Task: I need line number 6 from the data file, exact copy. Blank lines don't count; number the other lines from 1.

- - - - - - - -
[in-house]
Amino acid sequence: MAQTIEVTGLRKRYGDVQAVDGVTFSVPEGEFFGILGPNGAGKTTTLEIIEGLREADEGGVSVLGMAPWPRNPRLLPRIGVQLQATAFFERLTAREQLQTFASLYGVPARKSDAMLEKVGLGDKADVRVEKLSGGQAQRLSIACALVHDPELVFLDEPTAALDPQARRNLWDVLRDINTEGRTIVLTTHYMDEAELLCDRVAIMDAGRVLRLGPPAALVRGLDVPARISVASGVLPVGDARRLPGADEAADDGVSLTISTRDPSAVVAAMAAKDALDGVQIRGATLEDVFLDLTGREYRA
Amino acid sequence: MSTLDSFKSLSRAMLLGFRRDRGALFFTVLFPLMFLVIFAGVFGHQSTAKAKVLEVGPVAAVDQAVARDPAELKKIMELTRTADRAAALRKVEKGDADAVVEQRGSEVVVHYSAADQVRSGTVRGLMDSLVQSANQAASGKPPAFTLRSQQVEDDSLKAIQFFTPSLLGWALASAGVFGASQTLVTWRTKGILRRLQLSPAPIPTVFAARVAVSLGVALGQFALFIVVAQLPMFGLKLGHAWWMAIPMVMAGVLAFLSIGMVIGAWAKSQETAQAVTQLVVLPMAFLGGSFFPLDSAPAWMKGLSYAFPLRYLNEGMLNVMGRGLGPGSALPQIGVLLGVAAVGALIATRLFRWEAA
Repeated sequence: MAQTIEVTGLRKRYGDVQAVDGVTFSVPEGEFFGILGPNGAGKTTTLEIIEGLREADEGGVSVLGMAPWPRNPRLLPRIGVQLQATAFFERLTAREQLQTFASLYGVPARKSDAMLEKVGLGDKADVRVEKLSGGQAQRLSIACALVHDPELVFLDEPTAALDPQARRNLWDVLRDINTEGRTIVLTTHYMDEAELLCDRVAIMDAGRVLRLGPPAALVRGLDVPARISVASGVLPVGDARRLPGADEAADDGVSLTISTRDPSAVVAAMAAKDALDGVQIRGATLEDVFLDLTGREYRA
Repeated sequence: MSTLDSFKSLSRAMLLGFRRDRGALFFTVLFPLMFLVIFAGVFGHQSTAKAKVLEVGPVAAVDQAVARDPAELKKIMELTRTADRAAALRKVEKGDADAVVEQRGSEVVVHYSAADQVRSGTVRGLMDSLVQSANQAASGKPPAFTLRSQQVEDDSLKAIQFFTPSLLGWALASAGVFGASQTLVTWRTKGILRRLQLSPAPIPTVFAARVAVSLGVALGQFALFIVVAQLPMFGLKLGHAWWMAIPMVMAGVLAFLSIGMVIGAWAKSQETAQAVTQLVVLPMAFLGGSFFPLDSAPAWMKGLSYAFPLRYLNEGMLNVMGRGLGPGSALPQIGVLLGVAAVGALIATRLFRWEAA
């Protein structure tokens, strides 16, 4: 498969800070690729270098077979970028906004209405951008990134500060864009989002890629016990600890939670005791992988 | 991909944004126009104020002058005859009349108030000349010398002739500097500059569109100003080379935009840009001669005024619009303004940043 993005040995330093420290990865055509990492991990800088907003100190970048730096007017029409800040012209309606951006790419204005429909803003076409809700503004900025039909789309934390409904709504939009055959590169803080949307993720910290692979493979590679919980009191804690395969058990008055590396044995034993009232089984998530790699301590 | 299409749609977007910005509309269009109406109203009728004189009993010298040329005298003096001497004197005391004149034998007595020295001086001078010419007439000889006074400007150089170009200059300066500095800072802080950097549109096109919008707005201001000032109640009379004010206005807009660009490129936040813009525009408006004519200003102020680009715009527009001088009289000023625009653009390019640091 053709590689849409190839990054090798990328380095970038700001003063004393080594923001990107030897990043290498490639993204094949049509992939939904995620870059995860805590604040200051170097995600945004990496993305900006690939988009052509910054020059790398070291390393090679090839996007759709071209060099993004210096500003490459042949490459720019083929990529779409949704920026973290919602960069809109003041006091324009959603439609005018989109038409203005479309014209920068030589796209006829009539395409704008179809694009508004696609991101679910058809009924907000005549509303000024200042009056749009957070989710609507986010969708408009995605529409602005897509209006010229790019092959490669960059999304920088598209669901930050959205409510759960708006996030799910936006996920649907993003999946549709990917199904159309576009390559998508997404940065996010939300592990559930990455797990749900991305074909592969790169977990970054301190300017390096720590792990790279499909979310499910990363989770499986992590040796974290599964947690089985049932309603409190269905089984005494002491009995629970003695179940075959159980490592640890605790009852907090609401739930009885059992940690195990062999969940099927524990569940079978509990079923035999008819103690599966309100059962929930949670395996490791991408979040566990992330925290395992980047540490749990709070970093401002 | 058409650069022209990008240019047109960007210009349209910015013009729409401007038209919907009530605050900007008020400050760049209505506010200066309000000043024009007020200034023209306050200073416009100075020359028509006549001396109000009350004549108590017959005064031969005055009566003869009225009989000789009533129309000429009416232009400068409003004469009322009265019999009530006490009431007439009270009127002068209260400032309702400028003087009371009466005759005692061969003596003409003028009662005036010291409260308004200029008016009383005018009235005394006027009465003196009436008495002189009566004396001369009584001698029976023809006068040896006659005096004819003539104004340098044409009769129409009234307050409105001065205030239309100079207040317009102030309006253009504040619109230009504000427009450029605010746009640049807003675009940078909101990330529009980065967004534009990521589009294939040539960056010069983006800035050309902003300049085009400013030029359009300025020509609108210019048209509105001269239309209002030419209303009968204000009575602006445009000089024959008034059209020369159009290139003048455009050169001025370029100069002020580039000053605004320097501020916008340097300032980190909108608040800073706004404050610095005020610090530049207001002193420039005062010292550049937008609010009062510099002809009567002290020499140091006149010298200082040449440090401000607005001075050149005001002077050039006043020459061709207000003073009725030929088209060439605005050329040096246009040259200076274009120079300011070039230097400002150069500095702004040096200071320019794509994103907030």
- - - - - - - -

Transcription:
């Protein structure tokens, strides 16, 4: 498969800070690729270098077979970028906004209405951008990134500060864009989002890629016990600890939670005791992988 | 991909944004126009104020002058005859009349108030000349010398002739500097500059569109100003080379935009840009001669005024619009303004940043 993005040995330093420290990865055509990492991990800088907003100190970048730096007017029409800040012209309606951006790419204005429909803003076409809700503004900025039909789309934390409904709504939009055959590169803080949307993720910290692979493979590679919980009191804690395969058990008055590396044995034993009232089984998530790699301590 | 299409749609977007910005509309269009109406109203009728004189009993010298040329005298003096001497004197005391004149034998007595020295001086001078010419007439000889006074400007150089170009200059300066500095800072802080950097549109096109919008707005201001000032109640009379004010206005807009660009490129936040813009525009408006004519200003102020680009715009527009001088009289000023625009653009390019640091 053709590689849409190839990054090798990328380095970038700001003063004393080594923001990107030897990043290498490639993204094949049509992939939904995620870059995860805590604040200051170097995600945004990496993305900006690939988009052509910054020059790398070291390393090679090839996007759709071209060099993004210096500003490459042949490459720019083929990529779409949704920026973290919602960069809109003041006091324009959603439609005018989109038409203005479309014209920068030589796209006829009539395409704008179809694009508004696609991101679910058809009924907000005549509303000024200042009056749009957070989710609507986010969708408009995605529409602005897509209006010229790019092959490669960059999304920088598209669901930050959205409510759960708006996030799910936006996920649907993003999946549709990917199904159309576009390559998508997404940065996010939300592990559930990455797990749900991305074909592969790169977990970054301190300017390096720590792990790279499909979310499910990363989770499986992590040796974290599964947690089985049932309603409190269905089984005494002491009995629970003695179940075959159980490592640890605790009852907090609401739930009885059992940690195990062999969940099927524990569940079978509990079923035999008819103690599966309100059962929930949670395996490791991408979040566990992330925290395992980047540490749990709070970093401002 | 058409650069022209990008240019047109960007210009349209910015013009729409401007038209919907009530605050900007008020400050760049209505506010200066309000000043024009007020200034023209306050200073416009100075020359028509006549001396109000009350004549108590017959005064031969005055009566003869009225009989000789009533129309000429009416232009400068409003004469009322009265019999009530006490009431007439009270009127002068209260400032309702400028003087009371009466005759005692061969003596003409003028009662005036010291409260308004200029008016009383005018009235005394006027009465003196009436008495002189009566004396001369009584001698029976023809006068040896006659005096004819003539104004340098044409009769129409009234307050409105001065205030239309100079207040317009102030309006253009504040619109230009504000427009450029605010746009640049807003675009940078909101990330529009980065967004534009990521589009294939040539960056010069983006800035050309902003300049085009400013030029359009300025020509609108210019048209509105001269239309209002030419209303009968204000009575602006445009000089024959008034059209020369159009290139003048455009050169001025370029100069002020580039000053605004320097501020916008340097300032980190909108608040800073706004404050610095005020610090530049207001002193420039005062010292550049937008609010009062510099002809009567002290020499140091006149010298200082040449440090401000607005001075050149005001002077050039006043020459061709207000003073009725030929088209060439605005050329040096246009040259200076274009120079300011070039230097400002150069500095702004040096200071320019794509994103907030």